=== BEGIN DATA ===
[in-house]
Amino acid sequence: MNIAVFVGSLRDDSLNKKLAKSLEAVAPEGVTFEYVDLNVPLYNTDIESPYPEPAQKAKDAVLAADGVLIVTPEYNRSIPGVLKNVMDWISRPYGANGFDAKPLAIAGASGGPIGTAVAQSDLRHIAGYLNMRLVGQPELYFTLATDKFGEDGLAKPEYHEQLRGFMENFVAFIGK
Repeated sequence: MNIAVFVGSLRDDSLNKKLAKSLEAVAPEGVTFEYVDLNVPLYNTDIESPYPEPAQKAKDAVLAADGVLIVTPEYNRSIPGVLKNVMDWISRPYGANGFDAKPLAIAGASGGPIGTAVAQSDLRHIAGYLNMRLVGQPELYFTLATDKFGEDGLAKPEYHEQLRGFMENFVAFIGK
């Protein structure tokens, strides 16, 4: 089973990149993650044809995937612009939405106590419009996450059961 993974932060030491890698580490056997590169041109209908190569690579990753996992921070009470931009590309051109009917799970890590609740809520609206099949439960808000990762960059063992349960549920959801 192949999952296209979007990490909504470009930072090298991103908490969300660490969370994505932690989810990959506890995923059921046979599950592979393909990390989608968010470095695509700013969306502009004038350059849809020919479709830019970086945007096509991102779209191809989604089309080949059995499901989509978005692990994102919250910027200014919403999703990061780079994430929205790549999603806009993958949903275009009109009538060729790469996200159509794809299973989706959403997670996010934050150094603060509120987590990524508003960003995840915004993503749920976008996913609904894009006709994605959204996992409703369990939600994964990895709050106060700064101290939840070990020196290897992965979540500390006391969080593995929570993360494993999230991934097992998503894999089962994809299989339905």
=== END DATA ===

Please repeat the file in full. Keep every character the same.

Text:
[in-house]
Amino acid sequence: MNIAVFVGSLRDDSLNKKLAKSLEAVAPEGVTFEYVDLNVPLYNTDIESPYPEPAQKAKDAVLAADGVLIVTPEYNRSIPGVLKNVMDWISRPYGANGFDAKPLAIAGASGGPIGTAVAQSDLRHIAGYLNMRLVGQPELYFTLATDKFGEDGLAKPEYHEQLRGFMENFVAFIGK
Repeated sequence: MNIAVFVGSLRDDSLNKKLAKSLEAVAPEGVTFEYVDLNVPLYNTDIESPYPEPAQKAKDAVLAADGVLIVTPEYNRSIPGVLKNVMDWISRPYGANGFDAKPLAIAGASGGPIGTAVAQSDLRHIAGYLNMRLVGQPELYFTLATDKFGEDGLAKPEYHEQLRGFMENFVAFIGK
């Protein structure tokens, strides 16, 4: 089973990149993650044809995937612009939405106590419009996450059961 993974932060030491890698580490056997590169041109209908190569690579990753996992921070009470931009590309051109009917799970890590609740809520609206099949439960808000990762960059063992349960549920959801 192949999952296209979007990490909504470009930072090298991103908490969300660490969370994505932690989810990959506890995923059921046979599950592979393909990390989608968010470095695509700013969306502009004038350059849809020919479709830019970086945007096509991102779209191809989604089309080949059995499901989509978005692990994102919250910027200014919403999703990061780079994430929205790549999603806009993958949903275009009109009538060729790469996200159509794809299973989706959403997670996010934050150094603060509120987590990524508003960003995840915004993503749920976008996913609904894009006709994605959204996992409703369990939600994964990895709050106060700064101290939840070990020196290897992965979540500390006391969080593995929570993360494993999230991934097992998503894999089962994809299989339905």